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Lloyd said research has shown using grades as a system of extrinsic rewards and consequences “can have a negative impact on learning” and “can be particularly demotivating for low-performing students.” 

“This is particularly true,” she said, “when schools use a 0-100 scale in which a single zero carries a disproportionate impact on a student’s overall grade, making academic recovery feel out of reach.”

“Our goal as a district is to promote grading practices in support of continuous student engagement in their learning and to ensure that student grades reflect evidence of learning,” she continued. “We utilize practices such as reassessment and reasonable late-work policies to ensure that students have positive paths forward to demonstrating their learning.”

Classroom with empty wooden desks.

Classroom with empty wooden desks. (iStock)

Rory Cooper, a parent of three FCPS elementary student students, disputed Lloyd’s narrative.

“The Fairfax board has consistently demonstrated a cavalier and even destructive attitude toward academic excellence from their intentional dismantling of Thomas Jefferson’s standards to their latest superintendent hire,” Cooper told Fox News Digital. “Kids learn and grow differently, but Fairfax seems hell-bent on holding some kids back and ignoring their core mission of teaching the fundamentals. My third grader recently saw a headline that they may get rid of letter grades and was upset because she wants goals to shoot for. We shouldn’t let these adults keep harming children and our collective future. The people trying to destroy public education are the very people we have entrusted to protect it.”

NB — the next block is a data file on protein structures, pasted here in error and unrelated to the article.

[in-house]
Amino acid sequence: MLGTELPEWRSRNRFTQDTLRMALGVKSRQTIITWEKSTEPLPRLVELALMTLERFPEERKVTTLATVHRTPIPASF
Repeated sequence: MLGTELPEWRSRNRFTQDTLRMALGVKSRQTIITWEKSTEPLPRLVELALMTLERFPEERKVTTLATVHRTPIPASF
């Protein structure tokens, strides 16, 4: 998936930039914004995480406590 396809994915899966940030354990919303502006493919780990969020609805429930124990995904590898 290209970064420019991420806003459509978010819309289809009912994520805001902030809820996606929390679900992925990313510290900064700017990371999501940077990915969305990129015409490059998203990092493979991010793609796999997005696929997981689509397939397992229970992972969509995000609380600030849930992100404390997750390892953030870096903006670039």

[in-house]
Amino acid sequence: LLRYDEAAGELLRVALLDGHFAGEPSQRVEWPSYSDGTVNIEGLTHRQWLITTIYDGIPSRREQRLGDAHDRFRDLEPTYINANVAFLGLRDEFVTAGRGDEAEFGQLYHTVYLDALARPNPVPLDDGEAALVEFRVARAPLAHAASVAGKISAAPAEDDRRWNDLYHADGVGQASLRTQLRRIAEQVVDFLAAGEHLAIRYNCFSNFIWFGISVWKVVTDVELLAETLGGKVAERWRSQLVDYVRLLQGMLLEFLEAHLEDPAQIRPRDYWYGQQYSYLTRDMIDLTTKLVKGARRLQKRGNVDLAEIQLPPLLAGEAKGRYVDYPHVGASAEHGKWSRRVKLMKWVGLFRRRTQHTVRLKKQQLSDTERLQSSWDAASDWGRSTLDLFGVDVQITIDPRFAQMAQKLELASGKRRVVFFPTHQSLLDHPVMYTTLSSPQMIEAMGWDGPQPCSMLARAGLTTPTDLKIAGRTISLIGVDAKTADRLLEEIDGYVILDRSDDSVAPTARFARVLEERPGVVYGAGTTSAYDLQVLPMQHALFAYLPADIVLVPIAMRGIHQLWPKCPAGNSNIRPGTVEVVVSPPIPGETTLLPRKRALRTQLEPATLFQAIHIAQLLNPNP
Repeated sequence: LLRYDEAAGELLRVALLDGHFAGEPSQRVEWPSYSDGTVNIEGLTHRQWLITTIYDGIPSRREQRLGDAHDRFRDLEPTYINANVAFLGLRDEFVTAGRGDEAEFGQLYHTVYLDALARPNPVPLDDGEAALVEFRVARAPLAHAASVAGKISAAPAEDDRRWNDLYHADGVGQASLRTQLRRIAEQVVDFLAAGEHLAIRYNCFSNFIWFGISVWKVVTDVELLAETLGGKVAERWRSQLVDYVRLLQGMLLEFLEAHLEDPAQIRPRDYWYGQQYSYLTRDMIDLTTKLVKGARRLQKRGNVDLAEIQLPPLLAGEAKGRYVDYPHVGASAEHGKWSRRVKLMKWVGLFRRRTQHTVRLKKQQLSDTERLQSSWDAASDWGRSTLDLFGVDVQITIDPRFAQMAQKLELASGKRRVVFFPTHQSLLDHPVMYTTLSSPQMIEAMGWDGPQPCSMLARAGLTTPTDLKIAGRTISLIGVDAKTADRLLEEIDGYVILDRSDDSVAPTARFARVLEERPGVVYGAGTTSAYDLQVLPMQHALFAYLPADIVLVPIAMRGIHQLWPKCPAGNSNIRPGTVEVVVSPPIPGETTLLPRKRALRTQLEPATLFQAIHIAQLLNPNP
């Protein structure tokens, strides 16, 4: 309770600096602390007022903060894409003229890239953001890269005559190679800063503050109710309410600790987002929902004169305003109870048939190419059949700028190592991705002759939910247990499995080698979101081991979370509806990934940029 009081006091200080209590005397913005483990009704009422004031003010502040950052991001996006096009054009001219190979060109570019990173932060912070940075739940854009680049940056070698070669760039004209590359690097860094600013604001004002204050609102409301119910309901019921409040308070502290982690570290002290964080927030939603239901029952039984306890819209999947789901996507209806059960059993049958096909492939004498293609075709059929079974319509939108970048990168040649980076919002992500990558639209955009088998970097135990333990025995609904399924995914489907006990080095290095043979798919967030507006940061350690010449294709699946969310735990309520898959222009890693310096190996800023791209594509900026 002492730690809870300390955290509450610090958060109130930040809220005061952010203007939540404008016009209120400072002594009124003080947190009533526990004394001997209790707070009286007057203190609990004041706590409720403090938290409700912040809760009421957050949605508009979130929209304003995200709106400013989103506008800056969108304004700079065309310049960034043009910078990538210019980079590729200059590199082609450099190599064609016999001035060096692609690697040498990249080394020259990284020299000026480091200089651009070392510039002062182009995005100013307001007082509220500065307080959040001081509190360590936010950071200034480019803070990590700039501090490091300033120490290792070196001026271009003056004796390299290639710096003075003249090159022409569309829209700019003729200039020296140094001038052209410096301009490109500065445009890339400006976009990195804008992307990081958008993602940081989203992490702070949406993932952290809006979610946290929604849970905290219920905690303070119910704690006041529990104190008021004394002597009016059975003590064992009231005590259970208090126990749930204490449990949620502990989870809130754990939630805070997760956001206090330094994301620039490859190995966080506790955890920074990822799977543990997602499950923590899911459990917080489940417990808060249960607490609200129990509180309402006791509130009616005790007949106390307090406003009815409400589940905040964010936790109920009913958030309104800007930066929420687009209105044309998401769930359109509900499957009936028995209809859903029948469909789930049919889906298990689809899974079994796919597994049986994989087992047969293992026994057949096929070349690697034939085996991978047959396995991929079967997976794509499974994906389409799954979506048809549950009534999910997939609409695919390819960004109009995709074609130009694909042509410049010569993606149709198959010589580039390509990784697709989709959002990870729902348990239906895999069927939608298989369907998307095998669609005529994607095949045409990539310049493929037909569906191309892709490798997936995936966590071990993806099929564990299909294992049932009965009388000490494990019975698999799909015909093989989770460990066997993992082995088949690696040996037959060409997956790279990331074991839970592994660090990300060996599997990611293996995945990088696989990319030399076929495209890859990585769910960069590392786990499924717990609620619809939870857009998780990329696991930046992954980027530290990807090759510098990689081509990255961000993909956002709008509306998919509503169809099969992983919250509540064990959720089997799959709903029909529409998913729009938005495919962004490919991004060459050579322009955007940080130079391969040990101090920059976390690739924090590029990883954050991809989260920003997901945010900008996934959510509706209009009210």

States like Oregon have begun to ditch standardized testing. Democratic Gov. Kate Brown signed Senate Bill 744, dropping proficiency requirements in reading, writing or math before graduation. Charles Boyle, Brown’s deputy communications director, said that the new standards for graduation will help benefit the state’s “Black, Latino, Latinx, Indigenous, Asian, Pacific Islander, Tribal, and students of color.” 

Yet, Fox News contributor Jonathan Turley argued the opposite. 

“If there are no such standardized scores, there is no ability to easily compare the achievement of schools or even the achievement of students applying for admission,” Turley, a constitutional scholar, wrote in an opinion piece for Fox News Digital.

Additionally, he argued, eliminating standardized testing means that it would be much more difficult to prove that the universities were engaging in racial discrimination. 

“With no testing scores for comparison, it would be nearly impossible to show that race was the major or dominant factor in admissions,” he wrote.

Objecting to grades as “demotivating” for students, Turley told Fox News Digital, “is like objecting to stopwatches as demotivating for athletes.”